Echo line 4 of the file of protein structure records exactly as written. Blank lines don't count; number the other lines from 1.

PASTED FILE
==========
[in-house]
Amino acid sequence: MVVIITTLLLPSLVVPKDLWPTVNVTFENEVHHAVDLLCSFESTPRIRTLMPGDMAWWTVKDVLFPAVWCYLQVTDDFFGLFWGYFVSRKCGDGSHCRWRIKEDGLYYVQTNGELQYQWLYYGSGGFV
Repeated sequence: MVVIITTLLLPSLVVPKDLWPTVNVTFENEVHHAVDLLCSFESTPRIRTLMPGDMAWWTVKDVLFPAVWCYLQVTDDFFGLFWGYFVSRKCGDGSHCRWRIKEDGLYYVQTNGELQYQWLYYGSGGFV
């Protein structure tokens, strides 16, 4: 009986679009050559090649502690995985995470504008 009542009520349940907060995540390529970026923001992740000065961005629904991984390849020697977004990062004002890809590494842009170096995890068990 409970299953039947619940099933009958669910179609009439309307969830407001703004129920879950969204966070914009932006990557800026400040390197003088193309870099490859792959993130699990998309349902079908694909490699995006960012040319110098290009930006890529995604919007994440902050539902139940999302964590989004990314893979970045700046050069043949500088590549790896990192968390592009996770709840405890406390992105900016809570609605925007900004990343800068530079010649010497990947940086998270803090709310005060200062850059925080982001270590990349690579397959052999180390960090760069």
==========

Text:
């Protein structure tokens, strides 16, 4: 009986679009050559090649502690995985995470504008 009542009520349940907060995540390529970026923001992740000065961005629904991984390849020697977004990062004002890809590494842009170096995890068990 409970299953039947619940099933009958669910179609009439309307969830407001703004129920879950969204966070914009932006990557800026400040390197003088193309870099490859792959993130699990998309349902079908694909490699995006960012040319110098290009930006890529995604919007994440902050539902139940999302964590989004990314893979970045700046050069043949500088590549790896990192968390592009996770709840405890406390992105900016809570609605925007900004990343800068530079010649010497990947940086998270803090709310005060200062850059925080982001270590990349690579397959052999180390960090760069």